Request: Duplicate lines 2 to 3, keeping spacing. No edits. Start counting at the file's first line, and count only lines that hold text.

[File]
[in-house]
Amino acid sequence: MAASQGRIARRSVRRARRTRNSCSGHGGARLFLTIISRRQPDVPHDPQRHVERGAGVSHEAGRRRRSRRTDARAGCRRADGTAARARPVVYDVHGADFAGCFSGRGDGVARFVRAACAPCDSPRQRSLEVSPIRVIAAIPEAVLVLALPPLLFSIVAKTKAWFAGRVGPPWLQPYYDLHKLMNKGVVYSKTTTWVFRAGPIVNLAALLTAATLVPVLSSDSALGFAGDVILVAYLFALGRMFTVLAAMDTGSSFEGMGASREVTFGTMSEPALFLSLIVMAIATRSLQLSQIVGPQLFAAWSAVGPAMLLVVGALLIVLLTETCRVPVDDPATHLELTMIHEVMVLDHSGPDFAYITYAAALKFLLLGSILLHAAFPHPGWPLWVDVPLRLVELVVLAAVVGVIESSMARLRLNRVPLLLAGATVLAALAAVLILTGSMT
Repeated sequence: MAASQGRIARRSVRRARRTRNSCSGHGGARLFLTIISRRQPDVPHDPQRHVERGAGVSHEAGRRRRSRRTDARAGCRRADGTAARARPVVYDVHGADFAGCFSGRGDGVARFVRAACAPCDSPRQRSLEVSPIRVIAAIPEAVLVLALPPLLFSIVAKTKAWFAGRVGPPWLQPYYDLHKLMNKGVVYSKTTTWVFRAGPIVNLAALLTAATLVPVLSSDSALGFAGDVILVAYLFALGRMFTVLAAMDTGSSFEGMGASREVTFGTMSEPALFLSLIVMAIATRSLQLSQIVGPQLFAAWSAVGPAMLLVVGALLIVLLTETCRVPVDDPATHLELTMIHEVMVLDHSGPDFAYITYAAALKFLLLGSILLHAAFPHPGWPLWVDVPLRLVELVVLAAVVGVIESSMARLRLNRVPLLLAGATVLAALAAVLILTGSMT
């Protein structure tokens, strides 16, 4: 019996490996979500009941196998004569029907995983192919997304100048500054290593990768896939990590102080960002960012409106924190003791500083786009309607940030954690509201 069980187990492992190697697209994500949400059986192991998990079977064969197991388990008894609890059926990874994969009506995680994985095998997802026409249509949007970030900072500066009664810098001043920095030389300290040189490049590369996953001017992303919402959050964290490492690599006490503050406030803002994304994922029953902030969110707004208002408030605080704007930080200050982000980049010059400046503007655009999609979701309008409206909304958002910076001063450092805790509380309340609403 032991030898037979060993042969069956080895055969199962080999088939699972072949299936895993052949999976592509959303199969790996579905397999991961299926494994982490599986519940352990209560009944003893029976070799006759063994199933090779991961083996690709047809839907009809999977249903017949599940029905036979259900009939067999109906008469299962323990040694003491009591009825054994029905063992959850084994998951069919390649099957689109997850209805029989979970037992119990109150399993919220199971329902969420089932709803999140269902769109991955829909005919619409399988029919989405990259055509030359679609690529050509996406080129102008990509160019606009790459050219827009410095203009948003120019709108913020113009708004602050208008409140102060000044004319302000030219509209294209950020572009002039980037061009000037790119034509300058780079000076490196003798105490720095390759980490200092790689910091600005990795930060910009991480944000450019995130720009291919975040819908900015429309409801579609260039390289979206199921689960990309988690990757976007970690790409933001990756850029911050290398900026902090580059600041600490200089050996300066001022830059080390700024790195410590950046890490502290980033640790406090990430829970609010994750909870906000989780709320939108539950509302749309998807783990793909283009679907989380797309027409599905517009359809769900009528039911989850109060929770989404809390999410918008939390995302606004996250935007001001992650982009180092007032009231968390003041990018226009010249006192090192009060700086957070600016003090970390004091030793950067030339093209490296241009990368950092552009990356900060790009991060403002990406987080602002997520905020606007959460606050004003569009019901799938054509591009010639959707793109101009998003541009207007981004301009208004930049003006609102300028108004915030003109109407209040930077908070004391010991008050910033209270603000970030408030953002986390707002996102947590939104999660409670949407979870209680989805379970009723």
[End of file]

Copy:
Amino acid sequence: MAASQGRIARRSVRRARRTRNSCSGHGGARLFLTIISRRQPDVPHDPQRHVERGAGVSHEAGRRRRSRRTDARAGCRRADGTAARARPVVYDVHGADFAGCFSGRGDGVARFVRAACAPCDSPRQRSLEVSPIRVIAAIPEAVLVLALPPLLFSIVAKTKAWFAGRVGPPWLQPYYDLHKLMNKGVVYSKTTTWVFRAGPIVNLAALLTAATLVPVLSSDSALGFAGDVILVAYLFALGRMFTVLAAMDTGSSFEGMGASREVTFGTMSEPALFLSLIVMAIATRSLQLSQIVGPQLFAAWSAVGPAMLLVVGALLIVLLTETCRVPVDDPATHLELTMIHEVMVLDHSGPDFAYITYAAALKFLLLGSILLHAAFPHPGWPLWVDVPLRLVELVVLAAVVGVIESSMARLRLNRVPLLLAGATVLAALAAVLILTGSMT
Repeated sequence: MAASQGRIARRSVRRARRTRNSCSGHGGARLFLTIISRRQPDVPHDPQRHVERGAGVSHEAGRRRRSRRTDARAGCRRADGTAARARPVVYDVHGADFAGCFSGRGDGVARFVRAACAPCDSPRQRSLEVSPIRVIAAIPEAVLVLALPPLLFSIVAKTKAWFAGRVGPPWLQPYYDLHKLMNKGVVYSKTTTWVFRAGPIVNLAALLTAATLVPVLSSDSALGFAGDVILVAYLFALGRMFTVLAAMDTGSSFEGMGASREVTFGTMSEPALFLSLIVMAIATRSLQLSQIVGPQLFAAWSAVGPAMLLVVGALLIVLLTETCRVPVDDPATHLELTMIHEVMVLDHSGPDFAYITYAAALKFLLLGSILLHAAFPHPGWPLWVDVPLRLVELVVLAAVVGVIESSMARLRLNRVPLLLAGATVLAALAAVLILTGSMT